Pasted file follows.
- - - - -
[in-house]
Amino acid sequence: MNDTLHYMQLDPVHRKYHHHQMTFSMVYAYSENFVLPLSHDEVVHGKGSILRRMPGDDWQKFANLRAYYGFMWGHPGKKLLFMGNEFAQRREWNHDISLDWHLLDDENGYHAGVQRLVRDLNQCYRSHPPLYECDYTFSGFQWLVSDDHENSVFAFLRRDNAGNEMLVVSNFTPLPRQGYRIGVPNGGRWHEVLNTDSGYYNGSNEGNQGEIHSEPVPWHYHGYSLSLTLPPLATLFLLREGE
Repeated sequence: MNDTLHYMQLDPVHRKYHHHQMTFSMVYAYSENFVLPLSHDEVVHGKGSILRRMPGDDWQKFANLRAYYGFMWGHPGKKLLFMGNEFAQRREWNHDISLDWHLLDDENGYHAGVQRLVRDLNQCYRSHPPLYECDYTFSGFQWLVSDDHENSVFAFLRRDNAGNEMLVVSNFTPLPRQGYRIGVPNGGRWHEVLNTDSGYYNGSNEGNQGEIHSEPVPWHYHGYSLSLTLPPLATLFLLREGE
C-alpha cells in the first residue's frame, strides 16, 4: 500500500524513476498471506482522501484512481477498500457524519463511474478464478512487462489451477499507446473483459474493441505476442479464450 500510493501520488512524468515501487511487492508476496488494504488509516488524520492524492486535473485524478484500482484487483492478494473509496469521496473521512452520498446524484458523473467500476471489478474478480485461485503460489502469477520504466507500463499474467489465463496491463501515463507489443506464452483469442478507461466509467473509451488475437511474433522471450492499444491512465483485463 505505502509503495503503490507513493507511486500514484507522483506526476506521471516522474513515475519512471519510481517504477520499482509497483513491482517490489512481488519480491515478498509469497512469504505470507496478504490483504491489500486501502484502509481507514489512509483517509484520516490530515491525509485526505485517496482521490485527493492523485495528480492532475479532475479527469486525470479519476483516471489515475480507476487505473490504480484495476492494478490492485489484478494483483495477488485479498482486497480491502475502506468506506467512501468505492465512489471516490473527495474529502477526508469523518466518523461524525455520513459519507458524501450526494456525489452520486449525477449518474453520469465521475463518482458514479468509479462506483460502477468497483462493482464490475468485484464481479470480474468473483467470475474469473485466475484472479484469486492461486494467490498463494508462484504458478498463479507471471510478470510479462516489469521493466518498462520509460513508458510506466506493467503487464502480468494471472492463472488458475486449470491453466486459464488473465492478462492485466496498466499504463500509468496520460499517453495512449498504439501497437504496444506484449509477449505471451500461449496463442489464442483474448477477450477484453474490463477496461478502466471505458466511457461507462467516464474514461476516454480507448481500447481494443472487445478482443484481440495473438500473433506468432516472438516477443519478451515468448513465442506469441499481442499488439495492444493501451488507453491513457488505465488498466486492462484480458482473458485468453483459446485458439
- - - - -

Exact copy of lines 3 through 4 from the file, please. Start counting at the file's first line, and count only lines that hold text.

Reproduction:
Repeated sequence: MNDTLHYMQLDPVHRKYHHHQMTFSMVYAYSENFVLPLSHDEVVHGKGSILRRMPGDDWQKFANLRAYYGFMWGHPGKKLLFMGNEFAQRREWNHDISLDWHLLDDENGYHAGVQRLVRDLNQCYRSHPPLYECDYTFSGFQWLVSDDHENSVFAFLRRDNAGNEMLVVSNFTPLPRQGYRIGVPNGGRWHEVLNTDSGYYNGSNEGNQGEIHSEPVPWHYHGYSLSLTLPPLATLFLLREGE
C-alpha cells in the first residue's frame, strides 16, 4: 500500500524513476498471506482522501484512481477498500457524519463511474478464478512487462489451477499507446473483459474493441505476442479464450 500510493501520488512524468515501487511487492508476496488494504488509516488524520492524492486535473485524478484500482484487483492478494473509496469521496473521512452520498446524484458523473467500476471489478474478480485461485503460489502469477520504466507500463499474467489465463496491463501515463507489443506464452483469442478507461466509467473509451488475437511474433522471450492499444491512465483485463 505505502509503495503503490507513493507511486500514484507522483506526476506521471516522474513515475519512471519510481517504477520499482509497483513491482517490489512481488519480491515478498509469497512469504505470507496478504490483504491489500486501502484502509481507514489512509483517509484520516490530515491525509485526505485517496482521490485527493492523485495528480492532475479532475479527469486525470479519476483516471489515475480507476487505473490504480484495476492494478490492485489484478494483483495477488485479498482486497480491502475502506468506506467512501468505492465512489471516490473527495474529502477526508469523518466518523461524525455520513459519507458524501450526494456525489452520486449525477449518474453520469465521475463518482458514479468509479462506483460502477468497483462493482464490475468485484464481479470480474468473483467470475474469473485466475484472479484469486492461486494467490498463494508462484504458478498463479507471471510478470510479462516489469521493466518498462520509460513508458510506466506493467503487464502480468494471472492463472488458475486449470491453466486459464488473465492478462492485466496498466499504463500509468496520460499517453495512449498504439501497437504496444506484449509477449505471451500461449496463442489464442483474448477477450477484453474490463477496461478502466471505458466511457461507462467516464474514461476516454480507448481500447481494443472487445478482443484481440495473438500473433506468432516472438516477443519478451515468448513465442506469441499481442499488439495492444493501451488507453491513457488505465488498466486492462484480458482473458485468453483459446485458439